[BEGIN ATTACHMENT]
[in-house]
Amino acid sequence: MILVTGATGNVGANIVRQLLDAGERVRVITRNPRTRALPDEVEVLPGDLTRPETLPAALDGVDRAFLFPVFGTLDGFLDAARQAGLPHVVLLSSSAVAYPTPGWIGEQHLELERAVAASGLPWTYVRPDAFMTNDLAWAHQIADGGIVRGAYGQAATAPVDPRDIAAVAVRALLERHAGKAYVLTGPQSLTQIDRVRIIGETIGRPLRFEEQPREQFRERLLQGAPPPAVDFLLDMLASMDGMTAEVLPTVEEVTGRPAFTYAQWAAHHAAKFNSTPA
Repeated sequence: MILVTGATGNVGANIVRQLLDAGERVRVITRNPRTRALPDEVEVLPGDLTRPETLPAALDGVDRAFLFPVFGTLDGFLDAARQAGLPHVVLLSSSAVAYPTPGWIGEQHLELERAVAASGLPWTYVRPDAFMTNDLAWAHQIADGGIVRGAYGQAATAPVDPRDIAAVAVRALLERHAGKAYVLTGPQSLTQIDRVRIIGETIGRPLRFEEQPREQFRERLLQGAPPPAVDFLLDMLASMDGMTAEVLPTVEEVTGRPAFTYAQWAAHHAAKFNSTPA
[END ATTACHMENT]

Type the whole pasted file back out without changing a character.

[in-house]
Amino acid sequence: MILVTGATGNVGANIVRQLLDAGERVRVITRNPRTRALPDEVEVLPGDLTRPETLPAALDGVDRAFLFPVFGTLDGFLDAARQAGLPHVVLLSSSAVAYPTPGWIGEQHLELERAVAASGLPWTYVRPDAFMTNDLAWAHQIADGGIVRGAYGQAATAPVDPRDIAAVAVRALLERHAGKAYVLTGPQSLTQIDRVRIIGETIGRPLRFEEQPREQFRERLLQGAPPPAVDFLLDMLASMDGMTAEVLPTVEEVTGRPAFTYAQWAAHHAAKFNSTPA
Repeated sequence: MILVTGATGNVGANIVRQLLDAGERVRVITRNPRTRALPDEVEVLPGDLTRPETLPAALDGVDRAFLFPVFGTLDGFLDAARQAGLPHVVLLSSSAVAYPTPGWIGEQHLELERAVAASGLPWTYVRPDAFMTNDLAWAHQIADGGIVRGAYGQAATAPVDPRDIAAVAVRALLERHAGKAYVLTGPQSLTQIDRVRIIGETIGRPLRFEEQPREQFRERLLQGAPPPAVDFLLDMLASMDGMTAEVLPTVEEVTGRPAFTYAQWAAHHAAKFNSTPA